While the Japanese government was assessing the effects of the attack on Hiroshima, it received another shock, one that added immeasurably to the pressure toward surrender. At one hour after midnight, Tokyo time, on August 9, Soviet forces attacked the Japanese army in Manchuria... [T]he Soviet leader realized that the use of the atomic bomb on Hiroshima, coupled with what he considered the lenient terms offered in the Potsdam Declaration, made Japanese surrender only a matter of days. Any Soviet delay could bring about a Japanese capitulation before the Soviet Union received the opportunity to claim its full share of the spoils.
Ten hours after the Soviet attack, the Japanese Supreme War Council met in Tokyo. Foreign Minister Togo insisted that it was absolutely essential for Japan to comply with the Potsdam Declaration before another Japanese city was destroyed by an atomic bomb. The militarist faction, however, continued to demur. In addition to demanding the retention of the emperor after the war, the militarists insisted on two other conditions before they would accept surrender: (1) Japan would not be occupied after the war, and if that could not be obtained, Japan must be occupied only minimally; and (2) Japanese war criminals would be tried by Japanese courts. Because Togo considered the militarists' demands excessive, the meeting of the council adjourned without reaching a decision.
By this time, however, it was too late to avoid the loss of a second Japanese city. At 10:58 a.m. local time, on August 9, "Fat Man," the plutonium bomb, was dropped on Nagasaki. Ironically and tragically for that city, Nagasaki was selected as the target only after the B-29 carrying the bomb could not see Kokura, the primary target, because of dense cloud cover over that city. The second atomic attack on Japan occurred two days earlier than originally planned because poor weather was anticipated on August 11, and because the Truman administration wanted to create the impression, by a rapid follow-up to the Hiroshima attack, that the United States possessed more atomic bombs than it actually did.
The destruction of Nagasaki sealed the fate of Japan. Over the continued opposition of the militarists, who still wanted to prolong the war, the emperor decisively intervened to bring the conflict to an end. The Japanese government, on the morning of August 10, agreed to accept the terms of the Potsdam Declaration. Only one condition was attached: "that the said declaration does not comprise any demand which prejudices the prerogatives of His Majesty as Sovereign Ruler."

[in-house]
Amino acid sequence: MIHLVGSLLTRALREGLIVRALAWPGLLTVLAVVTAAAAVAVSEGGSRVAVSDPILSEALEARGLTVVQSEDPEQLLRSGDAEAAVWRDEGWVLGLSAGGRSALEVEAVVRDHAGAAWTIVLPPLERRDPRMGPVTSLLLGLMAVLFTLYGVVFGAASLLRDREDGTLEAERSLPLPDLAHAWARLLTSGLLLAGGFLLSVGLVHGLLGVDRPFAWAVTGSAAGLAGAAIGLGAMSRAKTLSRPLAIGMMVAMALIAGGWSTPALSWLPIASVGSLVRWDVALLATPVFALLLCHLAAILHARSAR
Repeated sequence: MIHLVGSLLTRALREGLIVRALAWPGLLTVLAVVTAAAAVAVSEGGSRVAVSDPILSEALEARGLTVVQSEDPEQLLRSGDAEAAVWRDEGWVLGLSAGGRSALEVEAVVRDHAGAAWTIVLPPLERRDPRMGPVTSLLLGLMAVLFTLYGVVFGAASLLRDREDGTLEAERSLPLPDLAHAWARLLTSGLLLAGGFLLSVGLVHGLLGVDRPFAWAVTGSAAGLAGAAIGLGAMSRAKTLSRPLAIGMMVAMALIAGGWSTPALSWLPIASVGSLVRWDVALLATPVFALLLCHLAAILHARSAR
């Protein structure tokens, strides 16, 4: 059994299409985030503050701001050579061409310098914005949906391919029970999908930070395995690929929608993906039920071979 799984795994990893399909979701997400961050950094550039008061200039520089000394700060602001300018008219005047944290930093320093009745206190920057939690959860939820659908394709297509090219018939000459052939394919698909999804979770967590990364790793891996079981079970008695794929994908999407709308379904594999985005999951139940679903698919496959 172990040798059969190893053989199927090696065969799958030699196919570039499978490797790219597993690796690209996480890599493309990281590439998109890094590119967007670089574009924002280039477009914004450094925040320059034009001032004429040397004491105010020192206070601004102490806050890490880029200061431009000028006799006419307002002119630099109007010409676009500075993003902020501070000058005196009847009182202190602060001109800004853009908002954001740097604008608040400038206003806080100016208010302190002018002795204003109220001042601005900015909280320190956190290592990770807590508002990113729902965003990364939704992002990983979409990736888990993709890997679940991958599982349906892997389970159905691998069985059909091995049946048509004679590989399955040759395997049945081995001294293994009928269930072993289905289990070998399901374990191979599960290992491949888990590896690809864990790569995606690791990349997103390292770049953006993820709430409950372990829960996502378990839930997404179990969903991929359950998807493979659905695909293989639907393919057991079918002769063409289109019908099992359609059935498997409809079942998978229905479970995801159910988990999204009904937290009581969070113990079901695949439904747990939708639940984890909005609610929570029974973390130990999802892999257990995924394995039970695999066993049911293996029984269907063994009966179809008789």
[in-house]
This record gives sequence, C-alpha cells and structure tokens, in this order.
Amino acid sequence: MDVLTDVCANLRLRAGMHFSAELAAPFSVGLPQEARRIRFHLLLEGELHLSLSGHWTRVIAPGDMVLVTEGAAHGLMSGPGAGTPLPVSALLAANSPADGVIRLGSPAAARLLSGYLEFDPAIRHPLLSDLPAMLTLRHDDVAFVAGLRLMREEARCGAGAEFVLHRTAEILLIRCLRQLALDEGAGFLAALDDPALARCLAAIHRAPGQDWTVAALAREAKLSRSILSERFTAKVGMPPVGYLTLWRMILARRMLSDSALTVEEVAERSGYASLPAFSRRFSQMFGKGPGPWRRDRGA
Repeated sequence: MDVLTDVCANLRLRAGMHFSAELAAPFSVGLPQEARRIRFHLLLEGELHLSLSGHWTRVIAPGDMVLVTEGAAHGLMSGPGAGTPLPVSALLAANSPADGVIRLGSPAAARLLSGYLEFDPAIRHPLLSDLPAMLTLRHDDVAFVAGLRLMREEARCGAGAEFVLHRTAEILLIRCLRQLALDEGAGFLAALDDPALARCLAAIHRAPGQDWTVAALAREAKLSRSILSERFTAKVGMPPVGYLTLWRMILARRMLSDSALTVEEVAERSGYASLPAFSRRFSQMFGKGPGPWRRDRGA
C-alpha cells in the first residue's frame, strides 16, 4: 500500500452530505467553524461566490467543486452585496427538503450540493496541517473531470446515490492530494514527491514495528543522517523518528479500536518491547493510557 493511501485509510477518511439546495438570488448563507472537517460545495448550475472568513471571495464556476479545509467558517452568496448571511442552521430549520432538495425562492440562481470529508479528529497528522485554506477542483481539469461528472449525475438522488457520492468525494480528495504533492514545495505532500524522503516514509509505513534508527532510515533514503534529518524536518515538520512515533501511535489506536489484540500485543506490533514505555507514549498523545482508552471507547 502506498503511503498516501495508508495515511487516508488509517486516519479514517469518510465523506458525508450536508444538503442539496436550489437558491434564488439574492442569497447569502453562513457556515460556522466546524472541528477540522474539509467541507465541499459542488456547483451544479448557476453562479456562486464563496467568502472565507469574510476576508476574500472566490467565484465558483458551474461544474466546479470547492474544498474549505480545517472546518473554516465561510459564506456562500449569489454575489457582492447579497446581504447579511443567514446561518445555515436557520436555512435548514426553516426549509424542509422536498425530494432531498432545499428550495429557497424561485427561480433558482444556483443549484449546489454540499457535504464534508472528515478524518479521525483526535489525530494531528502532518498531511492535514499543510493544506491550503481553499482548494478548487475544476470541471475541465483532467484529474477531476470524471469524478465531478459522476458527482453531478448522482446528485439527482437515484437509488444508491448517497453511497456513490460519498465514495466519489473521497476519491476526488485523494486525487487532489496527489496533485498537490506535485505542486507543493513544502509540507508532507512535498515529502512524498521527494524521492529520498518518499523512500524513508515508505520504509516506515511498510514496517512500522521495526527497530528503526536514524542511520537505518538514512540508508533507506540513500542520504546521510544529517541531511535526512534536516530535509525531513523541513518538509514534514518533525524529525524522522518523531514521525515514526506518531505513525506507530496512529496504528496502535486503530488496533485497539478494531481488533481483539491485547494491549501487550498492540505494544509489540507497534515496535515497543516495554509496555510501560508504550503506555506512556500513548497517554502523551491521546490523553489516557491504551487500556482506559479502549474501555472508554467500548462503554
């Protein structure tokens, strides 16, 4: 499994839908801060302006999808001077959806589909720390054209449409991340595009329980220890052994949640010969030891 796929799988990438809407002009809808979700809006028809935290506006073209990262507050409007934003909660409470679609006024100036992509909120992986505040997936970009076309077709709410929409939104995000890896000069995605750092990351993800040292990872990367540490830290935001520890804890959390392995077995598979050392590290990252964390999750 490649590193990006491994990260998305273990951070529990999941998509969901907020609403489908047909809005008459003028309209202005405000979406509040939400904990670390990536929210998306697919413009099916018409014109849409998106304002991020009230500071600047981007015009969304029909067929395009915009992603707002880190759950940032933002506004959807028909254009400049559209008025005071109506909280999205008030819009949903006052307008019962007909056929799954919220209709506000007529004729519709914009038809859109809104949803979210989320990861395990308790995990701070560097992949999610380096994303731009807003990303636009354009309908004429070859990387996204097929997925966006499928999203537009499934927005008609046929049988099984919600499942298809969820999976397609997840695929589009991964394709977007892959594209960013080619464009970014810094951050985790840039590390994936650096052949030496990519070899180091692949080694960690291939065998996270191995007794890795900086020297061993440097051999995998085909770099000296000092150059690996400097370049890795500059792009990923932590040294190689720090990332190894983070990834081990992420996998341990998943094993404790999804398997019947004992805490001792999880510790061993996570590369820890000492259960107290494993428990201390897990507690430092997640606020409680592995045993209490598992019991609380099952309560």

When President Truman assembled his advisers on the morning of August 10 to weigh the Japanese message, the question that dominated the meeting was... : Should the United States redefine unconditional surrender to permit retention of the emperor? After heated debate among the participants, Truman accepted a compromise...: the United States would agree to retention of the emperor provided that "from the moment of surrender the authority of the Emperor and the Japanese Government to rule the state shall be subject to the Supreme Commander of the Allied powers, who will take such steps as he deems proper to effectuate the surrender terms." In addition, the American reply stated: "The ultimate form of government of Japan shall, in accordance with the Potsdam Declaration, be established by the freely expressed will of the Japanese people."
On August 11, following acceptance by Britain, China and, with reluctance, the Soviet Union, the American reply was transmitted to the Japanese. Even at this late date, however, neither the cabinet nor the Supreme War Council could reach a decision on the American terms. Again the intervention of the emperor was necessary. In a short speech to his ministers on August 12, Hirohito said the American terms should be accepted. "Unless the war be brought to an end at this moment," he said. "I fear that the national polity will be destroyed, and the nation annihilated." Hirohito's ministers accepted the imperial will. During the night of August 14, Japan transmitted her decision to surrender to the United States. Truman announced the Japanese capitulation at 7:00 p.m. Washington time, the same day. On September 2, 1945 the war with Japan officially ended when the instruments of surrender were signed aboard the U.S.S. Missouri in Tokyo Bay.